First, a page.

“The system will use facial recognition to identify participating travelers and show them the appropriate information.”
Delta Air Lines and the Detroit Metropolitan Airport (DTW) have found a novel application of biometric technology in an airport setting. The organizations have announced a new pilot in which flight information screens will show content tailored to each recognized traveler.
The organizations have teamed up with a company called Misapplied Sciences, whose “Parallel Reality” display technology enables directional targeting of screen images in order to show different visualizations to different viewers at the same time. When applied to the flight departure screens of an airport, that means that one traveler might be shown details pertaining to their own flight to Paris, while another traveler looking at the screen will see their Milan departure information.
The system will use facial recognition to identify participating travelers and show them the appropriate information. Those who want to opt into the system can either scan their boarding pass to enroll, or use their Fly Delta App digital ID.
The experimental pilot offers the latest example of the utility of biometric technology at airports, where facial recognition is now widely used to facilitate streamline passenger processing, and for border security. On the latter front, US Customs and Border Protection recently announced the completion of its nationwide rollout of its face-scanning border control system across all American airports.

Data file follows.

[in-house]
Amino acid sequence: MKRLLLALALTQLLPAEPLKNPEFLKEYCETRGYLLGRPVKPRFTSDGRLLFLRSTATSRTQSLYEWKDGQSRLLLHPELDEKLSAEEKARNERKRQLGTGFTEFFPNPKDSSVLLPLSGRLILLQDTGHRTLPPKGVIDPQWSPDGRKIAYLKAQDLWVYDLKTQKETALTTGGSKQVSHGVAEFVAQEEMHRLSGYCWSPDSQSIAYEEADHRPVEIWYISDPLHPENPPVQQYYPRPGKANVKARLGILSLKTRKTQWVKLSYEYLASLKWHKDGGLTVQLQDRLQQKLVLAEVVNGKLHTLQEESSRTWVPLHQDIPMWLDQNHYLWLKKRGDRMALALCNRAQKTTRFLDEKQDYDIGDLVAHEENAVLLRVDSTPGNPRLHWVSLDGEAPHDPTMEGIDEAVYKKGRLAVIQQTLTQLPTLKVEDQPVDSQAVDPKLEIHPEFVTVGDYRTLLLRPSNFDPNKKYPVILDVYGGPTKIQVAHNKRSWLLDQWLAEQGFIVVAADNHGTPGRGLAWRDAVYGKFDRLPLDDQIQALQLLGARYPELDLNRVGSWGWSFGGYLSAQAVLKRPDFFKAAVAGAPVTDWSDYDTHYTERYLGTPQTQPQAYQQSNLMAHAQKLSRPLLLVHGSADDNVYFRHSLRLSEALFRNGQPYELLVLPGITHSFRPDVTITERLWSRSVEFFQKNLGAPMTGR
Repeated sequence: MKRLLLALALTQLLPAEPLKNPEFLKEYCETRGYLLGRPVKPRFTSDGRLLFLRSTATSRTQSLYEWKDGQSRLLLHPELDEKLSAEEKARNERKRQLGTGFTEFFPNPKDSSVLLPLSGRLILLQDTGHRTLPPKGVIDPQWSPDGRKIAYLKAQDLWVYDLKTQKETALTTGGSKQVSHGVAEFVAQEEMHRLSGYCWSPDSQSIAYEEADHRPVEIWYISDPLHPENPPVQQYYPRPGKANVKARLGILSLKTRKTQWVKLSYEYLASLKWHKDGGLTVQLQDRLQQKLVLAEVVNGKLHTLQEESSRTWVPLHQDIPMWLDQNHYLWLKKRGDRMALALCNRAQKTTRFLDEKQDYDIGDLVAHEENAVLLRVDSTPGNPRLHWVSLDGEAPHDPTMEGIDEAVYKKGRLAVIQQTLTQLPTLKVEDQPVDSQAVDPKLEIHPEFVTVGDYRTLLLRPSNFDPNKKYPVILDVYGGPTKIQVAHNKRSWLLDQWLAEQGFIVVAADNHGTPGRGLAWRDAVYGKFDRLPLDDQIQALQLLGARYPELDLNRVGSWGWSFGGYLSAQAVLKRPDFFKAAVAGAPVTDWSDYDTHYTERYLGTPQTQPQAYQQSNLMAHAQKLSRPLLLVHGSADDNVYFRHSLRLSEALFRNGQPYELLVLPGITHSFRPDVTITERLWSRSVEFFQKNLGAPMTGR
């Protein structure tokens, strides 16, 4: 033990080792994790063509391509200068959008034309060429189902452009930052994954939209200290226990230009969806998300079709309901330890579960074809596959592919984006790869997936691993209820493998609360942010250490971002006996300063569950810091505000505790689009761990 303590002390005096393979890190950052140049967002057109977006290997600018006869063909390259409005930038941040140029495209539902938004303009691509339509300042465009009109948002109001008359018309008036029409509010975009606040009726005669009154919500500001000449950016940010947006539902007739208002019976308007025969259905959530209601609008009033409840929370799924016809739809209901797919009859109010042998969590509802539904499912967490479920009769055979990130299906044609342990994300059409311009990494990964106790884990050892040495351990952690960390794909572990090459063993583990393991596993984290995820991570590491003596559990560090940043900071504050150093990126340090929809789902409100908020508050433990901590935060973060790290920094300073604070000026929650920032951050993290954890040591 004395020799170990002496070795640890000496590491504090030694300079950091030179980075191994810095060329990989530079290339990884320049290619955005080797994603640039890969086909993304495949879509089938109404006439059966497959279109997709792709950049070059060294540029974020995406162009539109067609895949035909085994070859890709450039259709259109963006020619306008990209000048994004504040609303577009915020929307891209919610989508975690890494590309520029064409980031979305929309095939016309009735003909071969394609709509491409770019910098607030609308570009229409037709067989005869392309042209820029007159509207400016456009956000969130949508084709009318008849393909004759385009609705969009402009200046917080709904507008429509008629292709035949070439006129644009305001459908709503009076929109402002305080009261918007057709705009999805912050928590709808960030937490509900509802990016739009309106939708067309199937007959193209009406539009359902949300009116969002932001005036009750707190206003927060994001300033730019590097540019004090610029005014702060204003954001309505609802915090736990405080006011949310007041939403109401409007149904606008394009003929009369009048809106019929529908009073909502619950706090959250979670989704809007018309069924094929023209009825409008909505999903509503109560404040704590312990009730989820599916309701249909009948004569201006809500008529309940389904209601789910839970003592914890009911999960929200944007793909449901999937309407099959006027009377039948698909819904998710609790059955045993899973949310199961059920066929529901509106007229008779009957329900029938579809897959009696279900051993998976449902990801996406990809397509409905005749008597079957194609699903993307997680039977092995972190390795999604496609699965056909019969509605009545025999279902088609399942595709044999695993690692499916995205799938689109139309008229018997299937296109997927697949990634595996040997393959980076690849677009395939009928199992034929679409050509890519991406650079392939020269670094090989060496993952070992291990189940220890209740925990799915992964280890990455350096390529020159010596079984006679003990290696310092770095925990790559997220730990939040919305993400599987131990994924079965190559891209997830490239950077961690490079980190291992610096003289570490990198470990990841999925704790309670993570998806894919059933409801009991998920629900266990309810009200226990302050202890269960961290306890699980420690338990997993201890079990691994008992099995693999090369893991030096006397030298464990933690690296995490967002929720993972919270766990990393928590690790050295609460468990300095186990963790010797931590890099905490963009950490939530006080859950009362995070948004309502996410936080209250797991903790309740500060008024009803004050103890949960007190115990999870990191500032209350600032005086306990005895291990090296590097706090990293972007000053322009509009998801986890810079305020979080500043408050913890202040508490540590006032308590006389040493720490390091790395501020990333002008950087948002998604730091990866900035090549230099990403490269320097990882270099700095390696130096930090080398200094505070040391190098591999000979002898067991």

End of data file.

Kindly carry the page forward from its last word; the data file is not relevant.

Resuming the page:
For their part, both Delta and the Detroit Metropolitan Airport have proven to be early adopters of biometric technology in the past. They worked with the CBP on a pioneering biometric boarding system for passengers as early as 2018. They also developed a curb-to-gate biometric passenger processing system in collaboration with the Transportation Security Administration in 2020.
Delta and DTW will trial their new Parallel Reality display system at a dedicated exhibition in Concourse A of the airport’s McNamara Terminal, and Delta will be seeking direct feedback from participants as its administrators try to assess the utility of the system before potentially expanding its use. The airline promises that it will not store the information of participants, in an effort to protect privacy.
The pilot is slated to begin June 29.
June 9, 2022 – by Alex Perala